Turning the Wheel: Phil Lesh's 84th Trip Around the Sun

Article Contributed by gratefulweb | Published on Saturday, March 16, 2024

In a theater not so far away, where the walls hum with the echoes of a thousand nights, a gathering of cosmic proportions unfolded beneath the watchful gaze of the ever-spinning disco ball. The Capitol Theatre, a vessel adrift in the sea of time, Port Chester, its current harbor, bore witness to the convergence of spirits old and new, as the Philharmonic Orchestra of the Grateful, under the baton of one Phil Lesh, celebrated the maestro's 84th passage around the sun.

Upon this stage, a troupe unlike any other assembled. Daniel Donato, with fingers ablaze, carved melodies from the ether, while Jason Crosby, the keyboard conjurer, wove spells of harmony and discord alike. John Molo, keeper of the beat, summoned rhythms from the very heart of the earth, and Grahame Lesh, progeny and prophet, echoed the songs of yore. Amy Helm, siren of the night, her voice a beacon in the darkness, and special guest Mike Gordon, the bassist bard from lands afar, joined the fray, adding their magic to the cauldron's brew.

The night unfolded in chapters, each a tale unto itself. Cosmic Charlie danced with the stars, Jerry's ghost smiled upon "They Love Each Other," and "Friend of the Devil" cavorted with shadows. "Bird Song" took flight, "Jack-A-Roe" pranced through forgotten fields, and "Brokedown Palace" wept tears of sweet farewell.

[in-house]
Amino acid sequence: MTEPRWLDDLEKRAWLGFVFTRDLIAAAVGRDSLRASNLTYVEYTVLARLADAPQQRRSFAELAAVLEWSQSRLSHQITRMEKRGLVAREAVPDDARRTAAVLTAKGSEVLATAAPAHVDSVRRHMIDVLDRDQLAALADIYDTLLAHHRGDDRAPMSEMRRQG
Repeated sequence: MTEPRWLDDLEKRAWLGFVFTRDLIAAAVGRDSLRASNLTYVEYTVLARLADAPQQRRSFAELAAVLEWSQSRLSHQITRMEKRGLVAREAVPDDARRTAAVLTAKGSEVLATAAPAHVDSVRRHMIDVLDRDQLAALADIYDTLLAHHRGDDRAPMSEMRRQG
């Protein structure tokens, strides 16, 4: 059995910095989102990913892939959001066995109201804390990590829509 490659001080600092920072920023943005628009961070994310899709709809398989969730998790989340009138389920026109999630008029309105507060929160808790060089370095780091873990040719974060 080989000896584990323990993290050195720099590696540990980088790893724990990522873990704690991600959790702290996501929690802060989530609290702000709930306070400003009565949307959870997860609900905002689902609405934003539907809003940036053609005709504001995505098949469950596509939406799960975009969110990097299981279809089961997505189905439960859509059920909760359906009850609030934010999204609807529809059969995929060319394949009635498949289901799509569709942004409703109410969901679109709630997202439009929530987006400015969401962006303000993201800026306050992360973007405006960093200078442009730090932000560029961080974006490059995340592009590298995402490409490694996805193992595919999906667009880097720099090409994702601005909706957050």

As the earth spun and the moon rose, so too did the second act. "Promised Land" roared with Chuck Berry's fire, "Box of Rain" fell soft upon thirsty souls, and "Viola Lee Blues" shook the very foundations of the hall. "Bertha" swaggered into "Eyes of the World," a journey through the cosmos, encapsulated.

And then, as if the universe itself had paused to draw breath, the third act commenced. "Estimated Prophet" spoke in tongues, "Let It Grow" blossomed in the heart's fertile soil, and "Sugar Magnolia" bloomed in radiant splendor, with Mike Gordon, the night's pilgrim, leading the congregation in celebration.

Before the final notes rang, a moment of communion: the audience, a choir of the ages, sang "Happy Birthday," a simple melody carrying the weight of decades, love, and gratitude. A cake, the symbol of shared joy, presented by Mike Gordon and Levon Lesh, illuminated the night with candles like stars in a personal constellation.

This was no mere concert; it was a rite, a ritual binding the past to the present, the earth to the stars. Phil Lesh, at 84, stood not just as a musician but as a beacon, guiding the ship through the cosmic sea, with his crew of misfit maestros and the gathered tribe of the night.

So here's to Phil, and to the friends, the music, the journey. May the road go on forever, and the party never end. In the kaleidoscope of sound and light, in the Capitol Theatre's embrace, the spirit of Ken Kesey, of merry pranksters past and present, danced among us, reminding us that the trip, indeed, is far from over.